January 28, 2016 | Leave a Comment
For many, the term ‘governess’ conjures up a romantic image of nineteenth century England; with its grand stately-homes, immaculate lawns and afternoon teas on the terrace, served from a silver salver. The governess was a trusted and respected member of the household staff who was paid to educate and instruct young ladies and gentlemen on the finer things in life; from reading, writing and arithmetic to poetry, etiquette and the arts. However, since the decline of the British Empire in the twentieth century, the luxury of a household governess has been largely the preserve of royalty…..until now.
In many parts of the world, including the UK, Russia and the Middle East, the demand for governesses is once again on the rise. This is down to many factors, the most important of which is probably globalisation.
In a highly globalised world, the competition for places in some of world’s top schools and universities has never been greater. With so many children competing for the same prize, a governess can offer a real advantage when it comes to education. Many modern governesses are highly qualified professionals, and can offer first-class tuition specifically tailored to a child’s particular needs; be they linguistic, musical or even cultural. Furthermore, in contrast to more traditional schooling, a governess is completely free of distractions and other classroom concerns.
The globalisation of business has also encouraged an increasingly international lifestyle, in which some families have multiple residences around the world. This situation has the potential to be highly disruptive to a child’s education. But, with a travelling tutor, in the form of a governess, the educational continuity of a child can be maintained wherever they are in the world.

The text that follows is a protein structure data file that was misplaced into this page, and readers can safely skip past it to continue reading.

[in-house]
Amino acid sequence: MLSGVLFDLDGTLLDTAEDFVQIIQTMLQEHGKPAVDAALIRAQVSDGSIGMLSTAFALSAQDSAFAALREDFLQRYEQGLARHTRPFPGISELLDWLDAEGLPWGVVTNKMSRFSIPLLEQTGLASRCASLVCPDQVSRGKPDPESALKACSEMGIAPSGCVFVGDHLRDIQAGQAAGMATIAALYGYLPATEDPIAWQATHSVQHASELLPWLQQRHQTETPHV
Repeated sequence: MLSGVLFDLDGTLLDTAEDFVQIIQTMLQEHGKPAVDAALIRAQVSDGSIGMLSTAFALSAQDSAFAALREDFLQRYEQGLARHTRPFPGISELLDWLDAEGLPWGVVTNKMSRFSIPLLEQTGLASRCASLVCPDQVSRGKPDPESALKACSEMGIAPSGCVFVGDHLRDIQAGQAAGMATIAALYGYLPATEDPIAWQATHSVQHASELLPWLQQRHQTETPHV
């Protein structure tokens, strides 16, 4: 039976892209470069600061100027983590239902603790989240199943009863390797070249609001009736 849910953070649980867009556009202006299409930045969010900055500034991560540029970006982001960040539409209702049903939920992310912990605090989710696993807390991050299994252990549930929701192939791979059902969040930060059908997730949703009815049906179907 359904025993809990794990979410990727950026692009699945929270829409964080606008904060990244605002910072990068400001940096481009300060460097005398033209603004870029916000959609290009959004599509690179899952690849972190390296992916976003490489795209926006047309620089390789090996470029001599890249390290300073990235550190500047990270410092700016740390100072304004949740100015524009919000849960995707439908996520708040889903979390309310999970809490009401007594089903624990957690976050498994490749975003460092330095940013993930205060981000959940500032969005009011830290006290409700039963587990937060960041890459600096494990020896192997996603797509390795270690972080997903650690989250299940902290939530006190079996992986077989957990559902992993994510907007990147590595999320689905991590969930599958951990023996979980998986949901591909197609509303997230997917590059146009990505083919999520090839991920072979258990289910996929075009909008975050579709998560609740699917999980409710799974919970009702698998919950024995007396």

Finally, with the globalisation of the world’s media, no one’s ever more than a Tweet away from complete global exposure. For high profile figures in society, this unwanted intrusion can be particularly damaging and, in some cases, even dangerous for their families. Compared to standard schooling, a discrete and professional governess can both educate and protect high profile children from the public eye.
At Harmony at Home International, we completely understand the role of the modern governess and offer a first class procurement service. Whatever your needs, we are committed to providing you with the perfect match. Do contact us, we will be pleased to help you find your perfect modern day Governess and Tutor.
By Rob Hodgkison, Harmony at Home Ltd. All rights reserved, 2016
January 22, 2016 | Leave a Comment
Next time you settle down to read a bedtime story to your child, you might want to reflect on the following tale….
Once upon a time, in a language now long extinct, your ancient ancestors may have shared the same, or very similar tales with their own children, as they huddled together around an open fire.
Results from a study, published this week, suggest that some of our most popular folktales, such as Beauty and the Beast and Jack and the Beanstalk, have ancient roots (pardon the pun!) which may date back to the Bronze Age—when giant beanstalks covered vast swathes of Europe! For many researchers this is a surprising result; as, previously, most traditional folktales were thought to have originated in the 16th and 17th centuries. However, these results point to an ancient oral tradition in which stories have been passed from one generation to the next for up to six thousand years. Although the characters and settings of the stories may have changed, the plots have remained largely intact; despite a huge diversification in the languages and cultures that now share them. It’s only in relatively recent times that these stories have been finally committed to paper.
As well as the great cultural and historical significance of this finding, folktales also have an important educational value. For example, storytelling is well known to have an important positive influence on language development and comprehension among young children. Many folktales also carry a strong moral message. For this reason, they continue to provide a huge source of inspiration to modern authors. For example, the plot of the Gruffalo is derived from a folktale from China. In an age of rapid social change and technological progress, it is comforting to know that the weird and wonderful imaginings of our ancient ancestors can still educate and entertain and, in some cases, scare the living daylights out of 21st century children!
Sara Graça da Silva, Jamshid J. Tehrani, 2016. Comparative phylogenetic analyses uncover the ancient roots of Indo-European folktales. Royal Society Open Science.